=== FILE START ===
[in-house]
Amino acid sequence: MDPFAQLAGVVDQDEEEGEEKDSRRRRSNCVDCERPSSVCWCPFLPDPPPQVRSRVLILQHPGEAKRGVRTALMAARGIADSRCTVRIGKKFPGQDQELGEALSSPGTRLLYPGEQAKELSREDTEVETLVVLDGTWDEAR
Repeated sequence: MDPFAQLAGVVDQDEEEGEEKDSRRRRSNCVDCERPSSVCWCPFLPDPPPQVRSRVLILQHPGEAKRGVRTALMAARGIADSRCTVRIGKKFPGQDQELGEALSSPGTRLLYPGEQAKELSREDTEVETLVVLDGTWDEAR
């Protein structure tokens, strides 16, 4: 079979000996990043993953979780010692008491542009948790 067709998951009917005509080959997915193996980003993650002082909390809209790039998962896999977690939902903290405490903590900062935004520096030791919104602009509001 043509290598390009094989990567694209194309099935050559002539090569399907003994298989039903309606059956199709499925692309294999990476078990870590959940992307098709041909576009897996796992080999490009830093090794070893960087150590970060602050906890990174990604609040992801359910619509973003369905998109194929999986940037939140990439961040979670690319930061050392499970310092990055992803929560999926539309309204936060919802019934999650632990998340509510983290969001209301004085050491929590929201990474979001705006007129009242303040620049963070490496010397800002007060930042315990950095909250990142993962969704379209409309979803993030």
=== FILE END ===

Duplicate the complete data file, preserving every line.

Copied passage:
[in-house]
Amino acid sequence: MDPFAQLAGVVDQDEEEGEEKDSRRRRSNCVDCERPSSVCWCPFLPDPPPQVRSRVLILQHPGEAKRGVRTALMAARGIADSRCTVRIGKKFPGQDQELGEALSSPGTRLLYPGEQAKELSREDTEVETLVVLDGTWDEAR
Repeated sequence: MDPFAQLAGVVDQDEEEGEEKDSRRRRSNCVDCERPSSVCWCPFLPDPPPQVRSRVLILQHPGEAKRGVRTALMAARGIADSRCTVRIGKKFPGQDQELGEALSSPGTRLLYPGEQAKELSREDTEVETLVVLDGTWDEAR
């Protein structure tokens, strides 16, 4: 079979000996990043993953979780010692008491542009948790 067709998951009917005509080959997915193996980003993650002082909390809209790039998962896999977690939902903290405490903590900062935004520096030791919104602009509001 043509290598390009094989990567694209194309099935050559002539090569399907003994298989039903309606059956199709499925692309294999990476078990870590959940992307098709041909576009897996796992080999490009830093090794070893960087150590970060602050906890990174990604609040992801359910619509973003369905998109194929999986940037939140990439961040979670690319930061050392499970310092990055992803929560999926539309309204936060919802019934999650632990998340509510983290969001209301004085050491929590929201990474979001705006007129009242303040620049963070490496010397800002007060930042315990950095909250990142993962969704379209409309979803993030």